eyedream 1. Why do people prefer to think they are in love rather than infatuated?
2. a) they want their feelings to be deeper, sweeter, and truer than what is real.
3. b) if we can love someone is makes it more likely that we can be loved in return.
4. Is there such thing as pure love?
5. I refine: Do you love a person, or just their characteristics?
6. Marx (fucking genius) refined it to:
7. Is there more to a person than their characteristics?
8. What if their characteristics change? Has their person changed?
9. My sister (another fucking genius) said:
10. A person is a movie, not a photograph. A person is every instant.
11. I decide, people are fluid, and consistency in characteristics is not human.
12. Just because your characteristics change does not mean that you are not you.
13. People are not a set of characteristics, they are a set of changing characteristics.
14. Therefore you cannot define a person by a set of characteristics.
15. You can only define a person by their rate of change.
16. Flashback to Marx:
17. “Everything that you think/do/say, seen or not, makes up who you are.”
18. This does not rule out self-improvement…
19. (No saying, “It makes up who I am, so why should I change it?”)
20. To rule out self-improvement is unnatural and against your fluid self.
21. It’s a combination of change inflicted and change from within that create:
22. The Evolution of the Self.
23. How do we know if a change of characteristics is good or bad?
24. We don’t, we always do what we think is best, either for:
25. a) our self, or b) others
26. If we are forced to do something, we are still doing it for our ownbest”.
27. When you don’t believe you can do what isbest”, you are killing yourself.
28. To know what changes of characteristics are right and wrong, we must:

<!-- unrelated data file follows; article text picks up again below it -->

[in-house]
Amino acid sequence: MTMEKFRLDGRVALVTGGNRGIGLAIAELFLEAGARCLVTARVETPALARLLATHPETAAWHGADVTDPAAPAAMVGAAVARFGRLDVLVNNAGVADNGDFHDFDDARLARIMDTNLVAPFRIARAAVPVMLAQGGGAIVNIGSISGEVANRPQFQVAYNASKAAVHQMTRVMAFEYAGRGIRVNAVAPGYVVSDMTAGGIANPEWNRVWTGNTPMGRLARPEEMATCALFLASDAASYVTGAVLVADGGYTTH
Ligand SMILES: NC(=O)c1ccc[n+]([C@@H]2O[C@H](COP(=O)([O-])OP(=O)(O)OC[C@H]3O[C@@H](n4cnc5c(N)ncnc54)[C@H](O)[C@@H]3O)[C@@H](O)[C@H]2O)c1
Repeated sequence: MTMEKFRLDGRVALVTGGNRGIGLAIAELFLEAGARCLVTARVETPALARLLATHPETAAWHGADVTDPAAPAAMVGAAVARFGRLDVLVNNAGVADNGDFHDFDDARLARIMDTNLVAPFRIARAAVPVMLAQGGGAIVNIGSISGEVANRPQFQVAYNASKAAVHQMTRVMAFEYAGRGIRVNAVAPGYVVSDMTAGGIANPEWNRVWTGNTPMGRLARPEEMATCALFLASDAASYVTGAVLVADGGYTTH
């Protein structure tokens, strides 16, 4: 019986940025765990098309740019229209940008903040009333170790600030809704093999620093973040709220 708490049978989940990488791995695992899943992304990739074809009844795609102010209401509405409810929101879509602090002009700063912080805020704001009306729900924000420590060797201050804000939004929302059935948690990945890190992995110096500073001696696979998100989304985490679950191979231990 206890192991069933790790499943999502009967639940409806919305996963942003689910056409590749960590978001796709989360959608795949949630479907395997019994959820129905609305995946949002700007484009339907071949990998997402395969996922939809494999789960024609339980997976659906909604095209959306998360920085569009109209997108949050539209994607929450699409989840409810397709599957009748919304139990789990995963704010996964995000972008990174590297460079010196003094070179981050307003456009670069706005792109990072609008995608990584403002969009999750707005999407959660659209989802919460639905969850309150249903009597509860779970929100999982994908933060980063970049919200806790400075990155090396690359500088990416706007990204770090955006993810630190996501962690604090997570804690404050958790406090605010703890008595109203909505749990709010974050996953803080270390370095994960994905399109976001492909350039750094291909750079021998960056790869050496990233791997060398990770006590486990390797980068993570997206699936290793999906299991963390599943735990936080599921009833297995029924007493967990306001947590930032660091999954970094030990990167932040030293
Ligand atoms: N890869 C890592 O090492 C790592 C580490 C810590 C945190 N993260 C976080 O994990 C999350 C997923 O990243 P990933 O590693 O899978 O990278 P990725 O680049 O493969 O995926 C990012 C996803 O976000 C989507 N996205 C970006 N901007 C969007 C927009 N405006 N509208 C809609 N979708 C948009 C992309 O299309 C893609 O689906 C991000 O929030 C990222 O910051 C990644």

29. a) open our minds and eyes to both good and evil
30. (It is better when your beliefs are tested than when you avoid contradiction.)
31. b) love in any way you can.
32. To thrive in the fluidity of changing characteristics is unity.
33. To try to maintain one persona is to be constantly conflicted.
34. (Between your changing self and your inert self.)
35. So what is love?
36. Love is after the standard, initial infatuation and may only happen:
37. a) when the flaws are realized
38. b) when the subsequent disillusion is surpassed.
39. When we love ourselves, we are loving our own changing characteristics.
40. When we love others, we are loving their own changing characteristics.
41. There is no such thing is a flaw or a good quality.
42. Those words insinuate lasting and constant characteristics.
43. In reality, characteristics:
44. may waver occasionally, disappear sometimes, or be evicted entirely.
45. Wavering, disappearing, and evictions all count as changing;
46. Not just a characteristic being replaced by another.
47. (e.g. your compassion may waver suddenly, this is a change)